The effort of collecting, cleaning and storing bulbs can be well worth it when you look at the numbers and the “free” flowers you get in the end.

Many folks in Central Maine buy tuberous begonias in hanging baskets or in pots each year for their shady spots. They grow from bulbs, as well. Their maturity time is a bit longer and therefore starting them early is a good plan if you want ongoing flowers beginning in spring. The same is true of caladiums and freesia.

Another hardy summer bulb is allium or ornamental onion. The hybridizers have been working full out on these, and the results can be really fun. They range from the 5-foot tall purple or white allium with a round flower the size of a softball to tiny little pink ones that are airy and ethereal.

Advice for summer bulbs is much like that for tulips and daffodils. The hardy ones that are to be left in the ground require soil that is well-drained and gets sunshine. The quickest way to lose bulbs is through rot because the ground is wet. For the tender bulbs, like cannas, callas and the unusual lilies, put them in pots with good potting soil or in the ground with good drainage and give them lots and lots of sunshine. If you start them early and it is going to get cold, bring the pots inside or cover them in the garden. Just turn a pot upside down over them and put a rock on top. But remember to take the pot off in the morning.

So check out those bulb displays at the nurseries and the box stores. You may find an experiment this summer will produce wonderful results for your garden.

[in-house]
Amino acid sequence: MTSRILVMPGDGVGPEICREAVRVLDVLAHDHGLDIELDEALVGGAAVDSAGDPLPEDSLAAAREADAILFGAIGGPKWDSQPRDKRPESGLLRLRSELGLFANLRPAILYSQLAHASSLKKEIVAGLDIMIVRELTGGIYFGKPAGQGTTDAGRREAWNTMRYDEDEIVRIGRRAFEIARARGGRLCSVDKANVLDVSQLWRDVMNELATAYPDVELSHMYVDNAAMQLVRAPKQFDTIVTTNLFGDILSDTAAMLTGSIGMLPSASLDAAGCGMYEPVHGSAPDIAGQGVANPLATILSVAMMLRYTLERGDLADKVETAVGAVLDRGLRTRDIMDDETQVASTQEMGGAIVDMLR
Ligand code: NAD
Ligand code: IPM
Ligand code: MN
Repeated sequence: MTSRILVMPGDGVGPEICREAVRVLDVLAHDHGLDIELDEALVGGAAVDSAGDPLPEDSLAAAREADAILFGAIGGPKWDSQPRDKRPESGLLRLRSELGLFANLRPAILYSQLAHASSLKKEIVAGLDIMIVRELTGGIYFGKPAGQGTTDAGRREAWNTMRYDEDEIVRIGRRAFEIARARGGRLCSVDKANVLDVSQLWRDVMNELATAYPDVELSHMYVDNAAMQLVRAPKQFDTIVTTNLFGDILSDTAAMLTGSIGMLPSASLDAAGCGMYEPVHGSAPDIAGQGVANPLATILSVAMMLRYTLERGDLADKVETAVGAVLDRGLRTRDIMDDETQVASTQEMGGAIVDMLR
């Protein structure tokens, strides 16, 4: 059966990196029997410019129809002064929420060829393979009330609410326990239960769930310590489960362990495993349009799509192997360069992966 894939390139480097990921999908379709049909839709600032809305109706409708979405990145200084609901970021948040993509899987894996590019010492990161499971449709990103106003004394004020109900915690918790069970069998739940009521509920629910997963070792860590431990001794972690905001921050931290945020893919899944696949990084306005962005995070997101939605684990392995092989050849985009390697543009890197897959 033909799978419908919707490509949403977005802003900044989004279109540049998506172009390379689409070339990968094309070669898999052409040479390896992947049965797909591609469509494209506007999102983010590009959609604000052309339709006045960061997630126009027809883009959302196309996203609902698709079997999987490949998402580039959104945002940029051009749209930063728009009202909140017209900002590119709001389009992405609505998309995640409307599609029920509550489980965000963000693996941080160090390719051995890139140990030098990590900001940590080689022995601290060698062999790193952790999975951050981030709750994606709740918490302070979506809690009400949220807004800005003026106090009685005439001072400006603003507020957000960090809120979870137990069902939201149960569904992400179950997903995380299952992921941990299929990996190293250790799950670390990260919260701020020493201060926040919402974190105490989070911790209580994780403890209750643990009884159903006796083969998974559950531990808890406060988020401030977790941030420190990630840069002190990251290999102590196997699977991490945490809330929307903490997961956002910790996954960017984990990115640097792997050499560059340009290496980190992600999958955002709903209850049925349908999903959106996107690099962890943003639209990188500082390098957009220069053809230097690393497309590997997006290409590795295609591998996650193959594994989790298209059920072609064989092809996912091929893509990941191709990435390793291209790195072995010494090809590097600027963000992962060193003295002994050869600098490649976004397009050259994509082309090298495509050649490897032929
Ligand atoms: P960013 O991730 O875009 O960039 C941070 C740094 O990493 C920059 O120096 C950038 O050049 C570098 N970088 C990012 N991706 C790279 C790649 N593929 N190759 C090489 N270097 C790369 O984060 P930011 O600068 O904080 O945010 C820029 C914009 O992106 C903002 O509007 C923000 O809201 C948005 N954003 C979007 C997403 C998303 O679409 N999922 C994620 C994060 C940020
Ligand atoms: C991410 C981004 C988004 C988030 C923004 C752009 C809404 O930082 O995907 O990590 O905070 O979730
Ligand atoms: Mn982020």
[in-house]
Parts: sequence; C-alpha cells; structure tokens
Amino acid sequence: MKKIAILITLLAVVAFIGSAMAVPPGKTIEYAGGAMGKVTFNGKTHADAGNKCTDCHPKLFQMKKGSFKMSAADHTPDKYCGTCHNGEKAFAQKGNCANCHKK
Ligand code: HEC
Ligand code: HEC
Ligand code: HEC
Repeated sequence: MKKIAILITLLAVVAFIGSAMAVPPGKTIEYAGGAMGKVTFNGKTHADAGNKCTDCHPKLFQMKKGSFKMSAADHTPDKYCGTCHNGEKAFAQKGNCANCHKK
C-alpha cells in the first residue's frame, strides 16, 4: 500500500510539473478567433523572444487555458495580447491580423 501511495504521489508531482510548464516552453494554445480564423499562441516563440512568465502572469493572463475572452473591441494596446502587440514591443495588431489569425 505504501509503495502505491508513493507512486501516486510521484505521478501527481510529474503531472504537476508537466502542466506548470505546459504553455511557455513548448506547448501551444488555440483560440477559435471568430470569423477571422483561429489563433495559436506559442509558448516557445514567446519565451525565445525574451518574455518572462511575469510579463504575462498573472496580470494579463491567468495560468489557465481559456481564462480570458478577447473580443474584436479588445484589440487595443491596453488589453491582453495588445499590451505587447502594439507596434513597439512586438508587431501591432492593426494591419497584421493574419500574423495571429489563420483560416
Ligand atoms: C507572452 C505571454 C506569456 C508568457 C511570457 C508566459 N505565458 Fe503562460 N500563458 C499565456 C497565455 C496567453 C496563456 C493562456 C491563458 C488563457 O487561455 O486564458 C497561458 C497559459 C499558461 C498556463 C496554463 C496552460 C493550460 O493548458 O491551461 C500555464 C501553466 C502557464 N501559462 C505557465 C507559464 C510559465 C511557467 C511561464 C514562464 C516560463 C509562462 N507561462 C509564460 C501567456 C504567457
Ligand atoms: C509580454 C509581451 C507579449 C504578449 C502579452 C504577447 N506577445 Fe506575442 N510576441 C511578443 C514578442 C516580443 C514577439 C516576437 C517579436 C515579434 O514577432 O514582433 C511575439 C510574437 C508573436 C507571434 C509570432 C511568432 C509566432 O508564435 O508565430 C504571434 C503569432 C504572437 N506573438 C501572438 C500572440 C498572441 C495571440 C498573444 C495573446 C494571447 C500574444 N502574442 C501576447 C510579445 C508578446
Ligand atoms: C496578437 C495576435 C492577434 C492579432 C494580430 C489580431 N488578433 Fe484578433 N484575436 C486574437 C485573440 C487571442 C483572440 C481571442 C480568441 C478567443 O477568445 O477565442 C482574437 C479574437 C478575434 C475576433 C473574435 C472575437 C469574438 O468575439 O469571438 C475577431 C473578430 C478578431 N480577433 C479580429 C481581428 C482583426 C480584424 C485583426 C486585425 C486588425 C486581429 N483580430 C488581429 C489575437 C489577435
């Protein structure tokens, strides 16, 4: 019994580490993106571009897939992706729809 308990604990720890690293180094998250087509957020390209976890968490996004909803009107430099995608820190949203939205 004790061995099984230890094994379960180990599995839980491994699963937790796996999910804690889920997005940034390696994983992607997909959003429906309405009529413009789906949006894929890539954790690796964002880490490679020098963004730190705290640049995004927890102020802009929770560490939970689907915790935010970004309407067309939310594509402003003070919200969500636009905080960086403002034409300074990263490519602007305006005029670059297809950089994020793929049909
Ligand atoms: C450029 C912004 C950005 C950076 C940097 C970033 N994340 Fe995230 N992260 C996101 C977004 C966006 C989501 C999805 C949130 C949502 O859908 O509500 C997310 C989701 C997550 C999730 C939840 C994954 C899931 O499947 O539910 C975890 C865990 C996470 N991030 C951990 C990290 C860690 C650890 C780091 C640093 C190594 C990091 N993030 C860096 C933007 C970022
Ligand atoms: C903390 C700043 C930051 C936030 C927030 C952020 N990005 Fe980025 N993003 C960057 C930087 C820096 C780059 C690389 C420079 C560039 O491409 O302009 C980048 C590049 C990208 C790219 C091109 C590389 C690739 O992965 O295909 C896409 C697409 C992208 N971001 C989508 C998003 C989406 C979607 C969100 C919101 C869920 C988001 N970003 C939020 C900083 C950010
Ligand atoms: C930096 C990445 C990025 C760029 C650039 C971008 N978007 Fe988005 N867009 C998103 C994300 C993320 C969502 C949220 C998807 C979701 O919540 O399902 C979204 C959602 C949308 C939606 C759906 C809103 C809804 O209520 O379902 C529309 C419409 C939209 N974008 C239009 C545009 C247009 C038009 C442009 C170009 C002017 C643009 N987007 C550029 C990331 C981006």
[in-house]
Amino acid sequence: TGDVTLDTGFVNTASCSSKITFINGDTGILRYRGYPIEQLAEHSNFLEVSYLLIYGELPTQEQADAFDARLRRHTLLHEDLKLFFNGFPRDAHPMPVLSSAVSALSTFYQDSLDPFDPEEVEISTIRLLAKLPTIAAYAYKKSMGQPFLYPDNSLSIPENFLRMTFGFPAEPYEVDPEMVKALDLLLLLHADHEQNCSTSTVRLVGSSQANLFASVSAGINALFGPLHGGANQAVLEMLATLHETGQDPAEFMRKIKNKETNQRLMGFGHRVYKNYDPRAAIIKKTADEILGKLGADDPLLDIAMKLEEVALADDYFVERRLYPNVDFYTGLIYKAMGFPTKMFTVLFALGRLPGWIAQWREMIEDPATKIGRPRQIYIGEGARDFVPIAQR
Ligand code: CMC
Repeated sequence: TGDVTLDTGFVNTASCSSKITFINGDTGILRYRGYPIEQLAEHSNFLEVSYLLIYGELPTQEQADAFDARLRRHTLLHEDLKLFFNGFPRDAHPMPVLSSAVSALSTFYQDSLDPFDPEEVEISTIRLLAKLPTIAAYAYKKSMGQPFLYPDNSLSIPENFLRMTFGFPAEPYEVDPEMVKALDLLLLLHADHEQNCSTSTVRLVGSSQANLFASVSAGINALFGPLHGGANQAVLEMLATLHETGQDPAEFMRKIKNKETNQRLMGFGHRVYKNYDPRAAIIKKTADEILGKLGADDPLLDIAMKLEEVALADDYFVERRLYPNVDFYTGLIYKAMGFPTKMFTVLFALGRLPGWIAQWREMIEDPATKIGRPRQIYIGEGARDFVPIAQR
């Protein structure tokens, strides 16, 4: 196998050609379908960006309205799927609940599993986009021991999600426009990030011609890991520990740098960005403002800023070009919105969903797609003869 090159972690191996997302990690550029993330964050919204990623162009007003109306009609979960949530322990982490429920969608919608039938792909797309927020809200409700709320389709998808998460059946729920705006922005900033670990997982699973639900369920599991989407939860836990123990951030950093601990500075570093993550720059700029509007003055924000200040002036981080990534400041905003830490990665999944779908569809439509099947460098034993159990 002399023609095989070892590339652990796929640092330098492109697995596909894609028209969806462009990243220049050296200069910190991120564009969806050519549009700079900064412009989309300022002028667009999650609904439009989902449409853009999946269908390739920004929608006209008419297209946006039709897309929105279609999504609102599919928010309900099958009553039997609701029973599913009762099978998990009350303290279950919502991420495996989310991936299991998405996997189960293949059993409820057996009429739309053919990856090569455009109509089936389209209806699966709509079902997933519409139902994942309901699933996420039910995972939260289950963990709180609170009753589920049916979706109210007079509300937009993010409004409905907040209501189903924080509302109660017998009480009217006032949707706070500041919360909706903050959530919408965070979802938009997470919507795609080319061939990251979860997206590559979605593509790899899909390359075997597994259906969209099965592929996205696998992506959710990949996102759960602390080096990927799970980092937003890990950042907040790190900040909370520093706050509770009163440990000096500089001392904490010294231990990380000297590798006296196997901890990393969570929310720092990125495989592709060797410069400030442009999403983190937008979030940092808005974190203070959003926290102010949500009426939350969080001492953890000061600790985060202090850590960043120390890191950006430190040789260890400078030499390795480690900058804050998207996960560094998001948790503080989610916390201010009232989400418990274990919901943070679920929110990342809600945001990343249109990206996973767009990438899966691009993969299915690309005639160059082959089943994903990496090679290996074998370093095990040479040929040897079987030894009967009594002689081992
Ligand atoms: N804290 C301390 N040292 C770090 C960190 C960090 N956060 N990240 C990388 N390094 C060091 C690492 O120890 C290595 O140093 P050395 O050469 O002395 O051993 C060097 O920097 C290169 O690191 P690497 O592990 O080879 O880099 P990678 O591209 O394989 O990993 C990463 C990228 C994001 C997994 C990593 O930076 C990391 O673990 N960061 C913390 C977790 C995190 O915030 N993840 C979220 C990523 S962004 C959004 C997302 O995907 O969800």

Until next time, watch for the hummers, be careful of the ladybugs that are awake and in the garden, open your window in the morning and just listen to the songbirds who have returned and brought their music with them, wave to your neighbors as they begin coming back outside and enjoy those cookout smells. Happy gardening!

Some handy hints

• Get those peony rings on now or you’ll be breaking branches in a few weeks trying to accomplish this task.

• If you put lime on your lawn, save a bit for your lilacs, peonies and clematis – they all have a fondness for it.

• The slugs will be appearing soon to munch on all the new green. Get the Sluggo out now and stop them fast.

• Start saving your used coffee filters now. When you get ready to plant your containers, place a coffee filter over the pots’ drainage holes before filling the pots. The filters keep the dirt in and let the water out.

• It’s easier to get compost around your plants before they get too big and you have to reach in under branches. But pull any early weeds before applying it.

• Apply slow-release fertilizers by the end of the month.

• Feed your roses, beginning now!

• If you are planting new perennials, put a plastic plant marker in the hole with the plant. Then do a garden metal marker near the plant. If the permanent marker disappears while raking etc., the backup is available. If you put the plastic marker at the edge of the hole, with only a tip showing, the ground will protect it but you would be able to pull it up to identify the new perennial.

Jody Goodwin has been gardening for more than 20 years. She lives in Turner with her husband, Ike, her two dogs and two cats. She can be reached by writing to her in care of the Sun Journal, 104 Park St., Lewiston, Maine, 04243-4400 or by e-mail at [email protected]